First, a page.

It’s been a very windy and wet day, and I went out to feed this afternoon. In the rainy weather I feed the pigs inside their roomy dry shelter, and the ritual is that the group stays outside the shelter gate while I dump their food inside, then I wait until they get a little calmer, open the shelter gate, and let them come storming in like shoppers on Black Friday.
But I had no sooner dumped out the food than I discovered that Princess was already inside and had just farrowed. There was glistening afterbirth in a couple places, and the piglets were buried in the straw. The problem was, it was the main shelter, not the farrowing hut I made for her, and the hungry mob was ready to break down the gate to get in. I couldn’t let them inside the shelter–it’s always a feeding frenzy, and the chance of trampling the new piglets would be high. If I left to get more food for the herd, they’d make every effort to break in by brute force while I was gone.
So I stood there defending the gate from inside for about 10 minutes while I tried to figure out what to do. Princess was gobbling the food I’d put down and was totally ignoring her new piglets, who were buried in straw and warm enough but trying to figure out what they were supposed to be doing.
Finally it occurred to me to grab a few handfuls of what Princess was eating and throw it outside the shelter. That got the herd away from the gate while I ran to the shed to get them another bucket of food, which I then used to entice them into the other pasture, where I could close the pasture gate and barricade it with tires, rocks, and beams to keep them from tunneling under. (I never did solve the problem of the pasture gates being pregnable.)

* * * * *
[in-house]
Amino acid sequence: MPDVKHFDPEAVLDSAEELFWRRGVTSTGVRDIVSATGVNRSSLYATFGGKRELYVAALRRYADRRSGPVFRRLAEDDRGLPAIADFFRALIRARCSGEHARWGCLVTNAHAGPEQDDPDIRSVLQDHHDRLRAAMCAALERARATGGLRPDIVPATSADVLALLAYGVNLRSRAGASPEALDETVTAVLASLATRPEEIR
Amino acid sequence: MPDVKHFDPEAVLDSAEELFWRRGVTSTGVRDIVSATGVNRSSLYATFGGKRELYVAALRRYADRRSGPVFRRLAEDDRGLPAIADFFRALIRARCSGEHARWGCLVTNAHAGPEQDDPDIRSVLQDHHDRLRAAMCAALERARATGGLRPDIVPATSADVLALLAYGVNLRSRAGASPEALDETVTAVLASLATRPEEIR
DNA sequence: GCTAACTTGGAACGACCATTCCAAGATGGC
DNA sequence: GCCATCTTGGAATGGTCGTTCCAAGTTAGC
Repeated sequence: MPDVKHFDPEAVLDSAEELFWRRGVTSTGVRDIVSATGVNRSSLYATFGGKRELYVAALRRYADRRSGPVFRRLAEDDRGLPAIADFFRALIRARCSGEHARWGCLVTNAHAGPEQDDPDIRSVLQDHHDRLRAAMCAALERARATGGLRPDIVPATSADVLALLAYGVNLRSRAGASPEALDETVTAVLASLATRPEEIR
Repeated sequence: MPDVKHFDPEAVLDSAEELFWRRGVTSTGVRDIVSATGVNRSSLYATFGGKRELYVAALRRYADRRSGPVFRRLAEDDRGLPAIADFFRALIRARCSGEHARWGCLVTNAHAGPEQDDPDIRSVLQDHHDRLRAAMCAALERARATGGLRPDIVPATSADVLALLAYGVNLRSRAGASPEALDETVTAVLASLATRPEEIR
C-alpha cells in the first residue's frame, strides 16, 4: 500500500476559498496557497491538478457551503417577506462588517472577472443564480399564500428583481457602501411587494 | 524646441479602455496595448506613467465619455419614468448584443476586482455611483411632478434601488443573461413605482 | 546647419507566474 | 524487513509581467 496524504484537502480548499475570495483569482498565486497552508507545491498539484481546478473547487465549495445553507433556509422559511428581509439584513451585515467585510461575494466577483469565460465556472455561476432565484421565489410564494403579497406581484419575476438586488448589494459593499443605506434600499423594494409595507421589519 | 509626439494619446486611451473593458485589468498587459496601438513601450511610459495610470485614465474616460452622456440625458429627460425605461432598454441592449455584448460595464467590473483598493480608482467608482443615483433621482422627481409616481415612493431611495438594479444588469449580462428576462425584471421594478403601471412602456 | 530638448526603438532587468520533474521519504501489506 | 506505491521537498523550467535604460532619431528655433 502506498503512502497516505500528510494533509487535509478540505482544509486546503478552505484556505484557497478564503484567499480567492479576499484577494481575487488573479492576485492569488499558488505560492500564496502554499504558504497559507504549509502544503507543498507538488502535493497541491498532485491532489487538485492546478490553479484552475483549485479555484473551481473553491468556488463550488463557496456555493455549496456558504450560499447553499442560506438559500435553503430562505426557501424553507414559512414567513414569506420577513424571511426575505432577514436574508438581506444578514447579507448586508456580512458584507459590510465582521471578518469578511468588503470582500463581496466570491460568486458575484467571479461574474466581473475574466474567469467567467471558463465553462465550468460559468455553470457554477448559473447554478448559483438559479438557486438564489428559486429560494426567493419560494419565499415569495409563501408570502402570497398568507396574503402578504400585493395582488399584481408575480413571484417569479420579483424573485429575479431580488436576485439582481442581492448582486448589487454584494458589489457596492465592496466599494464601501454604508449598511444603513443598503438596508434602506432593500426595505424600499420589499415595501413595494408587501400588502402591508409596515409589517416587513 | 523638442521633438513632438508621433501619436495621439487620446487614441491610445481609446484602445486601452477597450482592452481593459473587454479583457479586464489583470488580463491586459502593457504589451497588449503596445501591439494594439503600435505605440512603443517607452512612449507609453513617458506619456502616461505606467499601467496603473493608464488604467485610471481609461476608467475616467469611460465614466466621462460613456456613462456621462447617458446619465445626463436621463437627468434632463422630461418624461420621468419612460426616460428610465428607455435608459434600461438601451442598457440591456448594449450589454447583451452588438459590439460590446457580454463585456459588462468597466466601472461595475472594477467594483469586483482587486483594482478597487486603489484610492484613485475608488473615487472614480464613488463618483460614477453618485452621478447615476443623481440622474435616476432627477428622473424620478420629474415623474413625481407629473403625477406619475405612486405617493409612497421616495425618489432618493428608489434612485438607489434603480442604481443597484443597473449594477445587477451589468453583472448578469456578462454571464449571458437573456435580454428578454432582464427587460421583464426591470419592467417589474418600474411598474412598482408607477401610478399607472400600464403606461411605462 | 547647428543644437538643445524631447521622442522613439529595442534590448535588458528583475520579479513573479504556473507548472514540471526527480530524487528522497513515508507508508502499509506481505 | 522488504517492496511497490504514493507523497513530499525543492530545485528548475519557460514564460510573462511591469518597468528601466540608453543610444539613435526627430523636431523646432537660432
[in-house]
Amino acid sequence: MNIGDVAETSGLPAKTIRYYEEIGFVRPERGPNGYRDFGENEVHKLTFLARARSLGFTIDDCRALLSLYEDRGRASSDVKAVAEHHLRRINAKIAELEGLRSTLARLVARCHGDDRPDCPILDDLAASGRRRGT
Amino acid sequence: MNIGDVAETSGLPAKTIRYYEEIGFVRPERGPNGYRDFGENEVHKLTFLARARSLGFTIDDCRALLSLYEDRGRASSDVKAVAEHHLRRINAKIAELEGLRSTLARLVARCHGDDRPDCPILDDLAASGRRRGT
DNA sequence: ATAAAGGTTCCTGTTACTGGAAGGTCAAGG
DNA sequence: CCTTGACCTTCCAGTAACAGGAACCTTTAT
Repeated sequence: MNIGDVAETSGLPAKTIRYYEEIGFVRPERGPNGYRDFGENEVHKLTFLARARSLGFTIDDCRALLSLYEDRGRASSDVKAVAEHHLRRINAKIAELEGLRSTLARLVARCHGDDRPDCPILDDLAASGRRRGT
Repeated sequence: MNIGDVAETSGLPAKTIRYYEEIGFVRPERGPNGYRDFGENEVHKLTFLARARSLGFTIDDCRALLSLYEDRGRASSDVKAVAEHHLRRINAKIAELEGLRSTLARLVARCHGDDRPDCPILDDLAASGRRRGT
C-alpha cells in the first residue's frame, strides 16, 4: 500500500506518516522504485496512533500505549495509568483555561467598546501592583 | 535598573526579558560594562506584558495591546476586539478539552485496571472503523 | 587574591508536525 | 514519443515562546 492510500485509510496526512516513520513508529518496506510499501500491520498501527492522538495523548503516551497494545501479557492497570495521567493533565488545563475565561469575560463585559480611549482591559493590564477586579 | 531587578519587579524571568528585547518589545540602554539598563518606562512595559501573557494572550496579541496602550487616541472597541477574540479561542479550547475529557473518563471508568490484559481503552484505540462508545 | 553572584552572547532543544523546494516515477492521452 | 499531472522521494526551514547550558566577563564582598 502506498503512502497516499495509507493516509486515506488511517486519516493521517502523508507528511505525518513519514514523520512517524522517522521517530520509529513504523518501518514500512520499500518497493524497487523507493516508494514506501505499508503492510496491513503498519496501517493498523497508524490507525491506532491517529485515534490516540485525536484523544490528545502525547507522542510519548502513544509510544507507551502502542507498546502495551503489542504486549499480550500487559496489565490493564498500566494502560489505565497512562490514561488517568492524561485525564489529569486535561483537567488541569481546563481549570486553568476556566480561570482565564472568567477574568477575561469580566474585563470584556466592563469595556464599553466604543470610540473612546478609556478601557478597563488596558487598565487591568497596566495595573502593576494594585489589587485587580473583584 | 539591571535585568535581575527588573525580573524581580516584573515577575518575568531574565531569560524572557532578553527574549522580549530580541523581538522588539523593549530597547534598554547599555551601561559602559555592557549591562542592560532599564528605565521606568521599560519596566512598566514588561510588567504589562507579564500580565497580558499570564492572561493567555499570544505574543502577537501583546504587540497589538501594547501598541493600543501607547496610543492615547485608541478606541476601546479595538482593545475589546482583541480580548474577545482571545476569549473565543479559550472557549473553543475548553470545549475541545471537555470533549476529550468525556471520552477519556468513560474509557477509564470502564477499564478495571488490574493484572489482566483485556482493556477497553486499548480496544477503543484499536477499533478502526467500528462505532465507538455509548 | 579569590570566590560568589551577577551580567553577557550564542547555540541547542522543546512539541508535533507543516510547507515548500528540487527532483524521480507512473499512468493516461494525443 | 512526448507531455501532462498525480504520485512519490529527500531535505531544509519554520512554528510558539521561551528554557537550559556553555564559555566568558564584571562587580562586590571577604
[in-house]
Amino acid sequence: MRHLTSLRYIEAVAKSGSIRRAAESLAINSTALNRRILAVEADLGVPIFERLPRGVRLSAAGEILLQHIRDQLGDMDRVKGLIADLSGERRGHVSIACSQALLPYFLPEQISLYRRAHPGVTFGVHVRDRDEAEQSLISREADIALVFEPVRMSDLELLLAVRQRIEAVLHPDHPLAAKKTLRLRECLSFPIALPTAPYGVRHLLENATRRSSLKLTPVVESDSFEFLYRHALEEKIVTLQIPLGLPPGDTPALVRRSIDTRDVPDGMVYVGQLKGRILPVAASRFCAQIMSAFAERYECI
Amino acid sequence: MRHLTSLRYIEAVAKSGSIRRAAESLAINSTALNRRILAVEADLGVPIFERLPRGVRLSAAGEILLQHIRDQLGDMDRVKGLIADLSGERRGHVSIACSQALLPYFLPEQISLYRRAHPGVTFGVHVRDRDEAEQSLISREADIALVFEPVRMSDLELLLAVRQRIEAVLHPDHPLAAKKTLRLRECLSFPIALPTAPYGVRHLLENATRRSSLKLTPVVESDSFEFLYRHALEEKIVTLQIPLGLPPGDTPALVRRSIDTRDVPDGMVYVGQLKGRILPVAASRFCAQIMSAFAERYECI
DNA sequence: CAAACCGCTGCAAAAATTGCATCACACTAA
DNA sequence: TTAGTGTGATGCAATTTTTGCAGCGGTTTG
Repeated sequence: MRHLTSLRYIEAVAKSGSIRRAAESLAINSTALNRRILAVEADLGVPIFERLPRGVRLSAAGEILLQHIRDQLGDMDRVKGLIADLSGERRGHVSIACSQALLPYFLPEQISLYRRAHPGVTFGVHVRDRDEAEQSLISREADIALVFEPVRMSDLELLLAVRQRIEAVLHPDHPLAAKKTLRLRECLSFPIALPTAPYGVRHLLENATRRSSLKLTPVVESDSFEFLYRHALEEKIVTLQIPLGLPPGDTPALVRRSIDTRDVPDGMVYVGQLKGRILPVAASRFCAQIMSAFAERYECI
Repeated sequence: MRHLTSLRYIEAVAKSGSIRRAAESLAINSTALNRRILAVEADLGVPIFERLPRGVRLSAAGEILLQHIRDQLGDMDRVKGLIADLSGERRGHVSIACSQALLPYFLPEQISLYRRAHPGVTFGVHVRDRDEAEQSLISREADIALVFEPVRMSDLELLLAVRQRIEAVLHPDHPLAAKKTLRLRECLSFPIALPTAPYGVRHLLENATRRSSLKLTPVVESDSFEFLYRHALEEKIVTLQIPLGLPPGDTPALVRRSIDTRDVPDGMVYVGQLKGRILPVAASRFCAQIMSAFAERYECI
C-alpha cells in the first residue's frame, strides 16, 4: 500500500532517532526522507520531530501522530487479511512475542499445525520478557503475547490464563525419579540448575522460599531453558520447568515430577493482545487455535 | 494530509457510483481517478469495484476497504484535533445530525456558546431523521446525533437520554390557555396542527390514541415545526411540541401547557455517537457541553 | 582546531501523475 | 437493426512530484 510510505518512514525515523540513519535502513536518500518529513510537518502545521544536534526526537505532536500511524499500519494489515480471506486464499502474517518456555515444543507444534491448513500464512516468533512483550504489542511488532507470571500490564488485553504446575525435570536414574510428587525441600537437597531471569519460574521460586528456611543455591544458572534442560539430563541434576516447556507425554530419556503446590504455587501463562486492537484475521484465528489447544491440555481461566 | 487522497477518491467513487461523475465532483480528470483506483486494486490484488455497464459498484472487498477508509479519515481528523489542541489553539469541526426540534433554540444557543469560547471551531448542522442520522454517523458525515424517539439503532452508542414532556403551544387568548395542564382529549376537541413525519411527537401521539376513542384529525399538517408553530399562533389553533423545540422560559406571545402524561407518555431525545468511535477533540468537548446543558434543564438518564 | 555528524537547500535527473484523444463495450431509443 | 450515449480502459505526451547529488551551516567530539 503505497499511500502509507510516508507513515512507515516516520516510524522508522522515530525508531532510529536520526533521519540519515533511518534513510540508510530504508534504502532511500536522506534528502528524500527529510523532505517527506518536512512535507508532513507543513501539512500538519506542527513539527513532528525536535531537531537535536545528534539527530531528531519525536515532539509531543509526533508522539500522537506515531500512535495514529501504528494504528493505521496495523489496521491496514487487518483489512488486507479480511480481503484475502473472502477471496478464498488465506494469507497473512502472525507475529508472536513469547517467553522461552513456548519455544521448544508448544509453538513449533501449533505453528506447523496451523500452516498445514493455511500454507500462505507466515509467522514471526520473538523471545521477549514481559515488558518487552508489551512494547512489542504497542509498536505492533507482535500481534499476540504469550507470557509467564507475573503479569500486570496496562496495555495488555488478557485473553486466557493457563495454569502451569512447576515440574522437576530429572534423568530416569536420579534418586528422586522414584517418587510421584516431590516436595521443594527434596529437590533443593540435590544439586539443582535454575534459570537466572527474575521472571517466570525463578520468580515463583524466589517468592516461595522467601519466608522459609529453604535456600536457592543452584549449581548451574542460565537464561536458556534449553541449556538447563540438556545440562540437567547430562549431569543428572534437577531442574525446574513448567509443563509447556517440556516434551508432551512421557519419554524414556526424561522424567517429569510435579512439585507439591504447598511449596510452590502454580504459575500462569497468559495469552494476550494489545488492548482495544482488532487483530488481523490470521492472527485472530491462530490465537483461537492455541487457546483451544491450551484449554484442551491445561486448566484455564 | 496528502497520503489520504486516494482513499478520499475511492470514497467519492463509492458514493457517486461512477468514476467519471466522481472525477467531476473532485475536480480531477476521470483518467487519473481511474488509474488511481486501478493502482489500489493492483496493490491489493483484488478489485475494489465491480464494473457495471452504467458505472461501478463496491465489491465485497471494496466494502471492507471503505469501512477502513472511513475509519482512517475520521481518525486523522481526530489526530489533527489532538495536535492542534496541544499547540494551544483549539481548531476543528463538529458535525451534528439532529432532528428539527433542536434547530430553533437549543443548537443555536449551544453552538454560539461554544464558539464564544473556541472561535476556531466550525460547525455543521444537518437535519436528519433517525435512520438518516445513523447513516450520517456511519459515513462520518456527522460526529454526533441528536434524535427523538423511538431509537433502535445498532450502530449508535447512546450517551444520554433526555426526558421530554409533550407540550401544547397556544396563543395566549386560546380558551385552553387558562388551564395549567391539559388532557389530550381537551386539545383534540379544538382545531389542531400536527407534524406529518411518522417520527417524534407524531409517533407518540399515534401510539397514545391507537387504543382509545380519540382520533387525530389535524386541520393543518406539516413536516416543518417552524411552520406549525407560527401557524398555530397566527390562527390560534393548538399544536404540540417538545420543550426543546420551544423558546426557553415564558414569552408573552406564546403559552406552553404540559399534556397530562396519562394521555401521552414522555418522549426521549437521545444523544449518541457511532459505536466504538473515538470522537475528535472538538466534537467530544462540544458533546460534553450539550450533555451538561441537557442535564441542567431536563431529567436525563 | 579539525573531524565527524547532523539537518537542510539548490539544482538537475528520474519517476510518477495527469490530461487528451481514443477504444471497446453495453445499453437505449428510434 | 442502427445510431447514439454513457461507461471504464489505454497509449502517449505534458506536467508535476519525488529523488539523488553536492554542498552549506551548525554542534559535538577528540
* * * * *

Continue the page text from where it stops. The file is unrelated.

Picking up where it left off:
When I got back to the shelter, Princess was still enjoying her meal, while the piglets in the straw were starting to suck on each other or wander around. It had already been at least a half hour and these poor piglets hadn’t had a meal yet. I was trying to keep them buried in the straw so they’d at least stay warm without her.
Finally I scraped what was left of the feed over to the straw in hopes that Princess would remember she had a family. She finally started sniffing around in the straw for her piglets and lay down–on top of a couple, who started to squeal. The straw was thick enough that they might not have been squished, but they would have missed a meal. I rolled her a little and pulled them out, and they started the process of trying to figure out how to get their first meal. Here’s a video of part of that process.
If I found and counted them all correctly, there are five white ones and three black ones.
I was lying next to Princess and scratching her to encourage her to stay in position. This was her first farrow, and I still wasn’t convinced that she knew how to be a mom. She definitely wasn’t protective of her piglets when I was handling them, so I handled them a lot.
By the end of the feed, all found a teat and they had sorted themselves into upper and lower rows. I brought out more food and Momma got up again to eat, while the piglets started to wander, and I realized I’d better barricade the bottom of the shelter gate so the piglets couldn’t wander through, and sure enough, while I was doing that, I saw one pop under the gate outside into the mud. I watched Princess settle down to suckle one more time, less squishing of piglets and they all seemed to have worked out where to go and what to do.
This change in the farrowing plan left me scrambling to figure things out. Somehow I figured she’d want to go off on her own and either use the hut or farrow in a spot where I could drag the hut to her. Now it’s backwards, so the rest of the herd is locked into the pasture that has the farrowing hut while the storm rages on in the dark–so the six of them will either find a way to fit inside a 4-foot diameter enclosure tonight or they’ll get very wet.
I dithered about whether to lock Princess into the main shelter tonight or leave the gate open and finally decided to lock it. If a piglet escapes, she won’t be able to get it back. But if I left the shelter gate open, they might all wander off, or she might go try to be with the herd and not think to come back to take care of her piglets. Last summer when Momma farrowed, none of this mattered so much because there was no rain, wind, or cold. At this time of year a newborn piglet wandering off would probably be a goner.
I’ve done a reasonably good job of fortifications, but pigs aren’t reasonable. And this is the point at which I have to relinquish control. They are pasture pigs, they are smarter and smaller than domestic ones, and their job is to figure it out. I can do my best to help them out, but my goal is not to provide a sterile and perfectly safe environment. Deep breaths.